We would like to invite members of the physics education research groups of Michigan State University, University of Colorado-Boulder, and Oregon State University, as well as our Scandinavian PER colleagues, to a summer institute held in Oslo, Norway, and hosted by the Center for Computing in Science Education at the University of Oslo.
Do you want to learn how to partner with students to bring active learning methods into your teaching? Join us for the Nordic Regional Learning Assistant (LA) Workshop!
In this talk I report on my experiences in teaching programming for humanities students. I have taught this in a variety of ways, as a course for PhD and MA students in linguistics specifically, as a BA-level course in the honours program and as a general BA course for humanities students. The two latter courses were developed in collaboration with CCSE. I will try to say something about why programming is difficult for humanitites students, how it can be made easier and more relevant, and what worked and didn't work in our latest incarnation of the course.
Our world is increasingly computational. In the fields of science, mathematics, engineering, and technology the effects of this shift are well established and ongoing. But what does this mean for other fields, like the arts, humanities, the trades, or agriculture? I will kick off this session by presenting a few ideas and observations on the importance of expanding our notion of computational literacy outside of purely scientific and technical fields, based on my experiences growing up in a farming community and my family network of farmers. Then, we will shift gears to a discussion of what this lens of computational literacy might mean for a general pre-college education and how we can provide a computational education to students outside of traditionally technical fields.
Programming is a useful tool in several disciplines, but teaching programming in a disciplinary context can be quite different than teaching programming for computer scientists. How can we motivate students with different backgrounds to make sure that programming is perceived as relevant? And how does this affect what the students learn? We will talk about how we can teach programming for biologists, chemists, teachers and high school students, and what this teaching implies.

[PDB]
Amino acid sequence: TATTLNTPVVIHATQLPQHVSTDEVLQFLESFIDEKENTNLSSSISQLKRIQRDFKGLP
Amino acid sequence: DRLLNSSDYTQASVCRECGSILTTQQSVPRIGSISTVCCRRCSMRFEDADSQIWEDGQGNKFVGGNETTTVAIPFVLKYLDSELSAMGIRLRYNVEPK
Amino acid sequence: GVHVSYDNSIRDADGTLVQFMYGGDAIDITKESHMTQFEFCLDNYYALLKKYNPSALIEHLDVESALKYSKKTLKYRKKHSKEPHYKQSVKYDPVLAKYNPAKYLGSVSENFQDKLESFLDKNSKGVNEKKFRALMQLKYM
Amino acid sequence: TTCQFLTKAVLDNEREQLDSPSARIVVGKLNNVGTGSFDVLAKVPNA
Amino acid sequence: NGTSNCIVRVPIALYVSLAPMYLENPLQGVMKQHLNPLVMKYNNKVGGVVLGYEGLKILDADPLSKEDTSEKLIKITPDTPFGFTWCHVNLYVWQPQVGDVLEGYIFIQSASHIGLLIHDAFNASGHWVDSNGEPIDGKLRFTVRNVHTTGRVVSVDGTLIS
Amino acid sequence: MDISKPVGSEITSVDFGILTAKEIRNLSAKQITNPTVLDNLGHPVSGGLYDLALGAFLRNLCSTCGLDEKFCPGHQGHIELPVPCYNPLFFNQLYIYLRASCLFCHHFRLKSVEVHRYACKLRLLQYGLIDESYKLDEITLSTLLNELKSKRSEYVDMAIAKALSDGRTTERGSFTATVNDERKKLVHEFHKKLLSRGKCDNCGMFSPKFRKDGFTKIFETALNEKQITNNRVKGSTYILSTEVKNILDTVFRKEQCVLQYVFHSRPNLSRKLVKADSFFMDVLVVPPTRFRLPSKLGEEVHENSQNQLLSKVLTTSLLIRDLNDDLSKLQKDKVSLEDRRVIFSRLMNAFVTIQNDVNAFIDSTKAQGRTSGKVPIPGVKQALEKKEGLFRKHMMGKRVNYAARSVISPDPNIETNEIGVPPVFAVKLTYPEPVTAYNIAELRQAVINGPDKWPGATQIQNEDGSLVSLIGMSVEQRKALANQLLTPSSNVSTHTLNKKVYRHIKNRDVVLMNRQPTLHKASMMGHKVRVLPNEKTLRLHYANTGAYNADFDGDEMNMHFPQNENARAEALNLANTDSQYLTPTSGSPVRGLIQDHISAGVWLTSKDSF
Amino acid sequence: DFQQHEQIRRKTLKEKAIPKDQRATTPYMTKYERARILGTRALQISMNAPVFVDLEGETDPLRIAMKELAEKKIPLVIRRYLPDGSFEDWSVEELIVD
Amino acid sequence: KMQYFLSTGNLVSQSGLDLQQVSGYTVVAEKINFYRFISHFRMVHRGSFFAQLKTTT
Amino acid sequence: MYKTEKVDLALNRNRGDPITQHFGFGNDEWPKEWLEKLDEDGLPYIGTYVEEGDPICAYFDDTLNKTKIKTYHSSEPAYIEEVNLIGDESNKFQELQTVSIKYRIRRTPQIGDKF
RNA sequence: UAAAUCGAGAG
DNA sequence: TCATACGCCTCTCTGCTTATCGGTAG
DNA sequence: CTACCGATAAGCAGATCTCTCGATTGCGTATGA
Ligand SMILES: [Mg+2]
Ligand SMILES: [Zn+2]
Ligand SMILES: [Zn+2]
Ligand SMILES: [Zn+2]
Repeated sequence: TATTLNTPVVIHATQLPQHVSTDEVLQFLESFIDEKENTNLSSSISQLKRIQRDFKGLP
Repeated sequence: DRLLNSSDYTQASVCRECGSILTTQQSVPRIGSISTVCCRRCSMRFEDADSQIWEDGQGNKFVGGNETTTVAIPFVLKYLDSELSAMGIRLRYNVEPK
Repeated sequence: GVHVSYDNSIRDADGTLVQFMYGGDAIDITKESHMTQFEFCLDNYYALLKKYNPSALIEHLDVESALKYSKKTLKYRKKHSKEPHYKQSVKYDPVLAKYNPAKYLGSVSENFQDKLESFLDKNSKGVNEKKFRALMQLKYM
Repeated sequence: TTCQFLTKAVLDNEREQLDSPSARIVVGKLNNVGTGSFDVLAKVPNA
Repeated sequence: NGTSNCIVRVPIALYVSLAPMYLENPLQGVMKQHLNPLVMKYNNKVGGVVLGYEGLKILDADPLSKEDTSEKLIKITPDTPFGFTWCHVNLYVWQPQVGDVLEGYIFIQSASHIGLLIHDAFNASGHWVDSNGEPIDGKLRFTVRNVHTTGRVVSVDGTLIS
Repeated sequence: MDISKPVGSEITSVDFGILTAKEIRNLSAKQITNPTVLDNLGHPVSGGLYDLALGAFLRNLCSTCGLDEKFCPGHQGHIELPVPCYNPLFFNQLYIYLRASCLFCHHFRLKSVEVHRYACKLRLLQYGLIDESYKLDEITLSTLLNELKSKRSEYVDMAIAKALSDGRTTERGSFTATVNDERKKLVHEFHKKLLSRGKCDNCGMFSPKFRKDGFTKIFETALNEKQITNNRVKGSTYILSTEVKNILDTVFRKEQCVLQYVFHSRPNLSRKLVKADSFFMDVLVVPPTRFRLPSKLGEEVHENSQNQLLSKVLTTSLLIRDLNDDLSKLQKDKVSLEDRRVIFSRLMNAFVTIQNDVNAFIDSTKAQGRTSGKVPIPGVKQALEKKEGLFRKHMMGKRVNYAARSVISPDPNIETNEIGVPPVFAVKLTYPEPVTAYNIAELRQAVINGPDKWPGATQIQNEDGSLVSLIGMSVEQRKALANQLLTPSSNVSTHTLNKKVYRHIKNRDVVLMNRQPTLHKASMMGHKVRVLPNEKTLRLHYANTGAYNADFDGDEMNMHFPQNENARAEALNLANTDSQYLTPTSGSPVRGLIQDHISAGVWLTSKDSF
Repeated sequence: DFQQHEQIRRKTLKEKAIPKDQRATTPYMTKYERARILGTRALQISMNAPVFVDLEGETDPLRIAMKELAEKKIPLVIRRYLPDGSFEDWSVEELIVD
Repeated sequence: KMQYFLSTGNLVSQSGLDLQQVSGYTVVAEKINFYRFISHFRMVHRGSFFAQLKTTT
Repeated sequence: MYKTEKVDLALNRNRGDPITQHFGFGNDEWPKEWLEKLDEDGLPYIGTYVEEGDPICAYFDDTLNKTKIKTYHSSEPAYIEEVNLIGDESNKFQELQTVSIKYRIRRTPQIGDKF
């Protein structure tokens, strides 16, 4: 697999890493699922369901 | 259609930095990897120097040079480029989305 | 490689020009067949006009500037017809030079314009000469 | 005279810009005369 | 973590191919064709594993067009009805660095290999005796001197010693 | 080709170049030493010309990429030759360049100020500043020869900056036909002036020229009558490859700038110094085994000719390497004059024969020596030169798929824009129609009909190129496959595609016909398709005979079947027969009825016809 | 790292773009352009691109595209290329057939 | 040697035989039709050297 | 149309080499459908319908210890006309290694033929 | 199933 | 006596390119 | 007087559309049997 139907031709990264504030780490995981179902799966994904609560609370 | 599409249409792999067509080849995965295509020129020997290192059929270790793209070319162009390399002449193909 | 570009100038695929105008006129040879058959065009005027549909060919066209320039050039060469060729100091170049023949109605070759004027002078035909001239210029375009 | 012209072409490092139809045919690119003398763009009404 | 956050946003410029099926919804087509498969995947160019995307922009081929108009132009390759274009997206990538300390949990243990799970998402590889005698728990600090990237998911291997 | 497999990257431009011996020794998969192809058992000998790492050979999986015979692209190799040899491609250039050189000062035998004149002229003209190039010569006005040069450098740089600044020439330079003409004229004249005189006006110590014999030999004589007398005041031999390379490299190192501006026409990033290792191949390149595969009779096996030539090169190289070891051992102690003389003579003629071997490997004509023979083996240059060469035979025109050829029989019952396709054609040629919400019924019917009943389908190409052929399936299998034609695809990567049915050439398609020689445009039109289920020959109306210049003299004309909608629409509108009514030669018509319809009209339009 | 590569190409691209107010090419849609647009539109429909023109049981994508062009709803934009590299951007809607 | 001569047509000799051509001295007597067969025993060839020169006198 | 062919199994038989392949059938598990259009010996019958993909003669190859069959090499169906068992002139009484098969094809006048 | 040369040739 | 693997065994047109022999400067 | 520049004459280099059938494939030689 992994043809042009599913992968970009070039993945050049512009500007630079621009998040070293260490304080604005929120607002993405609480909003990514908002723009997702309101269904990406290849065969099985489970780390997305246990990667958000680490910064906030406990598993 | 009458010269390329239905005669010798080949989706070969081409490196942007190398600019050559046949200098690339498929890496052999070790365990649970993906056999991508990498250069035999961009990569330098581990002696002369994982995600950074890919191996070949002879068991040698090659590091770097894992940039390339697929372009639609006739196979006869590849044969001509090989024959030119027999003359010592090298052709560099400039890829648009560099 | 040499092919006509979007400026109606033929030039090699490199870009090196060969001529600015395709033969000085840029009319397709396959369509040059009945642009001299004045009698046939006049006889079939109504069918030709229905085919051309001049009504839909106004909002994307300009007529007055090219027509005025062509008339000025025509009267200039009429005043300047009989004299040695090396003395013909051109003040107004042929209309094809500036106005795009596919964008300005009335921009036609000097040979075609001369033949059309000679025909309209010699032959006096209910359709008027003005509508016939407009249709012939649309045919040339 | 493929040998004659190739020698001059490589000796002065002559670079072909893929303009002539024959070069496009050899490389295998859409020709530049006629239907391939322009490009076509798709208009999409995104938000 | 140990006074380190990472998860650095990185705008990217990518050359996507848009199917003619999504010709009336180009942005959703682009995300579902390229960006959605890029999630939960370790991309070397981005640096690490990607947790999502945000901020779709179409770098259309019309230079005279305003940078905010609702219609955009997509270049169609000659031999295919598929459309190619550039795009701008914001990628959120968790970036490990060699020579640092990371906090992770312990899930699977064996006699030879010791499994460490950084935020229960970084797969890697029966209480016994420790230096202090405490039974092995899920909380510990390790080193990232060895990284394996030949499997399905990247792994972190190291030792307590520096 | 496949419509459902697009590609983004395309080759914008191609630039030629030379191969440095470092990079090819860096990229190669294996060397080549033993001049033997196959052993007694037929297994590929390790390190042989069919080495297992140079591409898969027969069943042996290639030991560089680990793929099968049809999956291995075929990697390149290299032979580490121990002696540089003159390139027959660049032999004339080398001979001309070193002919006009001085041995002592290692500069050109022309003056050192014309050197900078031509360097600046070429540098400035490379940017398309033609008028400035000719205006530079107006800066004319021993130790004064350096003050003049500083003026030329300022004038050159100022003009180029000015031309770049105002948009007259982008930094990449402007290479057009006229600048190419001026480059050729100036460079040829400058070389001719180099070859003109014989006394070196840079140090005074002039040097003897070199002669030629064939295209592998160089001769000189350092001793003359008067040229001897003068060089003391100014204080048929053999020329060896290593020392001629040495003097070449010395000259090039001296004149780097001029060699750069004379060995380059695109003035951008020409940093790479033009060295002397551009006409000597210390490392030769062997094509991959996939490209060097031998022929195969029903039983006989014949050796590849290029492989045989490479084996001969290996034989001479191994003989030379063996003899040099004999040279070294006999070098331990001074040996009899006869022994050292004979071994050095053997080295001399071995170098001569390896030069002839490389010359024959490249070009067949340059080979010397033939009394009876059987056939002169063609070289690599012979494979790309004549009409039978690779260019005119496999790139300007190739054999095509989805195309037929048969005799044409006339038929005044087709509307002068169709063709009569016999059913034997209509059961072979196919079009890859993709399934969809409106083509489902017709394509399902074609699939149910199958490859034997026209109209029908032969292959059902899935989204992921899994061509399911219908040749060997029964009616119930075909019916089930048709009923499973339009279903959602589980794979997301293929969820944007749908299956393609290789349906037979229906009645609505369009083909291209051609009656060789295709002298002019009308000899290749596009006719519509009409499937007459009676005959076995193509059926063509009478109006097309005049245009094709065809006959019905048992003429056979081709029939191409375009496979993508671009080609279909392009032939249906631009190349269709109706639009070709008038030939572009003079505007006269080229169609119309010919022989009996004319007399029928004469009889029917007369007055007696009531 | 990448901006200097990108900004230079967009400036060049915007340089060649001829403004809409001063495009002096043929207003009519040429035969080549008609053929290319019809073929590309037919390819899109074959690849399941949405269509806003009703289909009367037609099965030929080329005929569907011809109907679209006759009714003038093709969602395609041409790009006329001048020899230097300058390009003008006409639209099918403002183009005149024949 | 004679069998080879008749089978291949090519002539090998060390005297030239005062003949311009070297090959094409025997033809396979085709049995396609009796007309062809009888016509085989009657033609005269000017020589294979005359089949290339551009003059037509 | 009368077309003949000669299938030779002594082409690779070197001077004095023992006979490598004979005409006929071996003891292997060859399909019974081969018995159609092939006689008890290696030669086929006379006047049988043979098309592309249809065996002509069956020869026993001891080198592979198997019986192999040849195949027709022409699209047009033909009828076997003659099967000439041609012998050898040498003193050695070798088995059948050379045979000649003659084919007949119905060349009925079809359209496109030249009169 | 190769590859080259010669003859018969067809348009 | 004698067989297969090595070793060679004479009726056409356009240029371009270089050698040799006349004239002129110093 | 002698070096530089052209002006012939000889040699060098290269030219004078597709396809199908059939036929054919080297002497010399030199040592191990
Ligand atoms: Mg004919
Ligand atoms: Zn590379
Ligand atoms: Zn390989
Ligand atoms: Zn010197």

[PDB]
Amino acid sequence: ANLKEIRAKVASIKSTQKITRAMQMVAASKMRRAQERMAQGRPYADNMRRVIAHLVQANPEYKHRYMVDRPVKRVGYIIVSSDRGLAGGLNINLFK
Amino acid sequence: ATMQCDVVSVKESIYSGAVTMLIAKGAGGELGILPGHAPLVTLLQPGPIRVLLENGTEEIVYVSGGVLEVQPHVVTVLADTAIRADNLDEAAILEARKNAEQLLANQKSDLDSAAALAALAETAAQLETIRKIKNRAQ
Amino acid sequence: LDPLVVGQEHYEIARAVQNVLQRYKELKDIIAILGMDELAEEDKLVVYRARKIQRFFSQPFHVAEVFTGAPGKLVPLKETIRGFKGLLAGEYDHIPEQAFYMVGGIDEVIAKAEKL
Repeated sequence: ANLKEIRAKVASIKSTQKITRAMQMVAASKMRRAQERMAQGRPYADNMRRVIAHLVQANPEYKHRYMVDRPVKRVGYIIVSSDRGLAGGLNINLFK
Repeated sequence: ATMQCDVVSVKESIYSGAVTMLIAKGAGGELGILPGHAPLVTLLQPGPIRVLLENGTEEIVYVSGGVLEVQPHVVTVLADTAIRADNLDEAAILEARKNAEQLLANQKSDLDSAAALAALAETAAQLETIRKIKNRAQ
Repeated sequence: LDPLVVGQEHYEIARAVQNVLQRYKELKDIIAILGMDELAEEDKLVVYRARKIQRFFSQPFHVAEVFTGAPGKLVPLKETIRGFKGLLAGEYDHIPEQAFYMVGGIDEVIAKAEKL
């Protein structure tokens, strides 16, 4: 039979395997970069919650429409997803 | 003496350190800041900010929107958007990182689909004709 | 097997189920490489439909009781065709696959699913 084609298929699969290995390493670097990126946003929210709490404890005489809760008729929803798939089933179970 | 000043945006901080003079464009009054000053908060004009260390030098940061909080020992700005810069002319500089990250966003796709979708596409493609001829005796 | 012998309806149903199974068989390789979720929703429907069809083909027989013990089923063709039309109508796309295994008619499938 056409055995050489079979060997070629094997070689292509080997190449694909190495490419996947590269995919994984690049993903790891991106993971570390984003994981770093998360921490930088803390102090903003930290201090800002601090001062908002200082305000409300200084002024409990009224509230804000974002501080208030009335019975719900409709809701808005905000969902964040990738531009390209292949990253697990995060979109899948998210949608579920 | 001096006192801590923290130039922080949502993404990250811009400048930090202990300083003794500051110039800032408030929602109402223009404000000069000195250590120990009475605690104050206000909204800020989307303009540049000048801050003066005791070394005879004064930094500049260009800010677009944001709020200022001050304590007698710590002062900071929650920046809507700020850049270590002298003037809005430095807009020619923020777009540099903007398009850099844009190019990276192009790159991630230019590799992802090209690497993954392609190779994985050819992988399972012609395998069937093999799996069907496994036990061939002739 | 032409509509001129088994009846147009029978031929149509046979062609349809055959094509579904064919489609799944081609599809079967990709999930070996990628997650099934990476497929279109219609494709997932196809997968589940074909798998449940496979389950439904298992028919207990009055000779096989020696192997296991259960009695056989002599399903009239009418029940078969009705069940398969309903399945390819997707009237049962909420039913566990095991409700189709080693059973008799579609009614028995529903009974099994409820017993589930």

An obvious purpose of computer code is that it gives some desired results when executed on a computer. This is often the overarching focus in programming education, especially outside informatics programs. However, it is in most cases also desirable that code is easily readable and modifiable to humans - this e.g. makes it easier to eradicate bugs or to modify/extend code for new purposes. Many programmers in industry and science are thus arguing for improved programming practices, where the focus is not just on solving one given problem at a time, but on writing code that can be reused and extended to increase productivity in the long run. What is often not explicitly factored into such argumentation, however, is that both learning and applying good programming practices requires effort. This raises two core questions: what level of code quality is typically most pragmatic to aim for in science settings, and how valuable is it to spend course time on learning to improve code quality?